A cute bath product made by Crayola®, called Bathtub Tints, offered us an interesting opportunity to conduct a few simple chemistry activities. The ads that we have seen for this product describe it as effervescent water color tablets. The first three ingredients listed on the label of a container of Bathtub Tints are sodium carbonate, sodium bicarbonate, and citric acid. It may not be bath time, but it’s time to do some investigations with these little bundles of fun.
(NOTE: If you search the web using “fizzies” as the key word, you will find several recipes for homemade versions of Bathtub Tints.)
Activity #1: Measuring the pH of a Dissolving Bathtub Tint Tablet
Measure out 100 mL of tap water into a 250 mL beaker, or similar sized container. Set up a pH Sensor and immerse the tip of the pH Sensor in the container of tap water. Start the Vernier data-collection program. Add one Bathtub Tint tablet to the beaker of water and stir the water gently. After about 20 seconds, start the data collection. The graph below shows typical results.
Activity #2: Measuring the Conductivity of a Dissolving Bathtub Tint Tablet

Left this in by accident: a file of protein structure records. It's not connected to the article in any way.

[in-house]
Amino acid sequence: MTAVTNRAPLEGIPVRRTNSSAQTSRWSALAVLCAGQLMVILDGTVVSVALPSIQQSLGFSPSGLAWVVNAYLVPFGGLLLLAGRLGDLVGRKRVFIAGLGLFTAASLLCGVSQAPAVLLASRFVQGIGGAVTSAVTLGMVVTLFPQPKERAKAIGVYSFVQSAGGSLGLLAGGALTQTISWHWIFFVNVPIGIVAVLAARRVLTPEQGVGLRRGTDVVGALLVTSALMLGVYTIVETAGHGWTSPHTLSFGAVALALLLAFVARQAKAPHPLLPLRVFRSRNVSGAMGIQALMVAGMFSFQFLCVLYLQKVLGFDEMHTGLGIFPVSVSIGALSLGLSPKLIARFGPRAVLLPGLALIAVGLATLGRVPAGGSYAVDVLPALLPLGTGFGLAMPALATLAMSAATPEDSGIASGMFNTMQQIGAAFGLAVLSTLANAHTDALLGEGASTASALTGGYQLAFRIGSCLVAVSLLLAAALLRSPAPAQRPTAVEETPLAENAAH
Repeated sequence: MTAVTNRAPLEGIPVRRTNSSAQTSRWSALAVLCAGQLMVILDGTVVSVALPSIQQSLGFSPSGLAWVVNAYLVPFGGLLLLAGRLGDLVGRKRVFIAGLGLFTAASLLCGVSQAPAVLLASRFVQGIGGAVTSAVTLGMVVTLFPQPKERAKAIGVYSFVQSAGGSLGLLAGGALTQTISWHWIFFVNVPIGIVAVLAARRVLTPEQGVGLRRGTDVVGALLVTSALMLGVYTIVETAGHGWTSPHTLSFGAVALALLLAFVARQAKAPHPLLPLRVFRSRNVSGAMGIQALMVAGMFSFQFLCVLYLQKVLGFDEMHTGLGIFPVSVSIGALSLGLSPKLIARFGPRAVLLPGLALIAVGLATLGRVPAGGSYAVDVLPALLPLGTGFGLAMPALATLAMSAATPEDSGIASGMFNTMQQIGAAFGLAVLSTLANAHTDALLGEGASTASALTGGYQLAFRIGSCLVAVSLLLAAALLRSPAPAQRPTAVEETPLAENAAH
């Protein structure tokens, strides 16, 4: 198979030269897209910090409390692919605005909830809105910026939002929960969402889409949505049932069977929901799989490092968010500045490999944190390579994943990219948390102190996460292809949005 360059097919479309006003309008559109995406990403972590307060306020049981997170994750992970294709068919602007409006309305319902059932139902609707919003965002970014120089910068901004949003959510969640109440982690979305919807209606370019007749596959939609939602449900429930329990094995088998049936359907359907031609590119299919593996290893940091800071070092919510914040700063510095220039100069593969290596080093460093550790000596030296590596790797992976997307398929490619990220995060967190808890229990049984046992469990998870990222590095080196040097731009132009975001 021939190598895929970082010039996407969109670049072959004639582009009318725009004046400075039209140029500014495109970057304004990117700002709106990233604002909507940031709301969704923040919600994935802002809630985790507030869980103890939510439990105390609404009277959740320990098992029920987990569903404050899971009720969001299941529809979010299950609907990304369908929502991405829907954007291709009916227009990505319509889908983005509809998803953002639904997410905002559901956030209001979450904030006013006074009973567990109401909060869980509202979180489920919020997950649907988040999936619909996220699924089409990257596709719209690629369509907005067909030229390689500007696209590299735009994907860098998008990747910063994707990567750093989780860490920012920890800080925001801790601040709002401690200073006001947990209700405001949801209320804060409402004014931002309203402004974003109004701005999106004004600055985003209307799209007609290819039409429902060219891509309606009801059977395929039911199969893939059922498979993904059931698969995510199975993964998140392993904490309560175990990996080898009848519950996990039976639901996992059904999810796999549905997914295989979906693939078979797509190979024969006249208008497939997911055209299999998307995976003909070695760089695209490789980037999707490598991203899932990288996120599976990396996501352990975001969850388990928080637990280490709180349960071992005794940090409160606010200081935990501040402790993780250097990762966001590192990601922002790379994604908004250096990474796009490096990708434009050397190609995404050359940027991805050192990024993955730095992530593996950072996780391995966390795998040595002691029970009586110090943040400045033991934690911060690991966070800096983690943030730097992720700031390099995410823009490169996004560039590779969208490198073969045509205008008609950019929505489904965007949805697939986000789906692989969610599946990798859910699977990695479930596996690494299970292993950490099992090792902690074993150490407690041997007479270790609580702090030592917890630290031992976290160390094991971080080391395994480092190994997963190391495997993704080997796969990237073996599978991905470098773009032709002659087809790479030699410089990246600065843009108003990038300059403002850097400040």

Measure out 100 mL of tap water into a 250 mL beaker or similar sized container. Set up a Conductivity Probe and immerse it in the container of tap water. Start the Vernier data-collection program. Place the toggle switch on the probe in the 0-20,000 position. Add one Bathtub Tint tablet to the beaker of water, stir the water gently, and start the data collection. The graph below shows typical results.
Activity #3: Tub Tints Beer’s Law
Prepare a stock solution by dissolving 3 blue Tub Tint tablets in 50 mL of distilled water. Prepare four standard solutions using the following chart.
||Volume of Distilled Water
||Drops of Stock Solution
Set up a Colorimeter. Set the wavelength at 635 nm, place a blank in the Colorimeter, and press CAL on the Colorimeter to calibrate it. Start the Vernier data-collection program. Set the data collection for events with entry. Record the absorbance of each of the four standard solutions. A sample graph is shown below.
There are several variations you can use for this experiment. One common activity with Beer’s law is to have the students determine the concentration of an unknown that you prepare from the stock solution.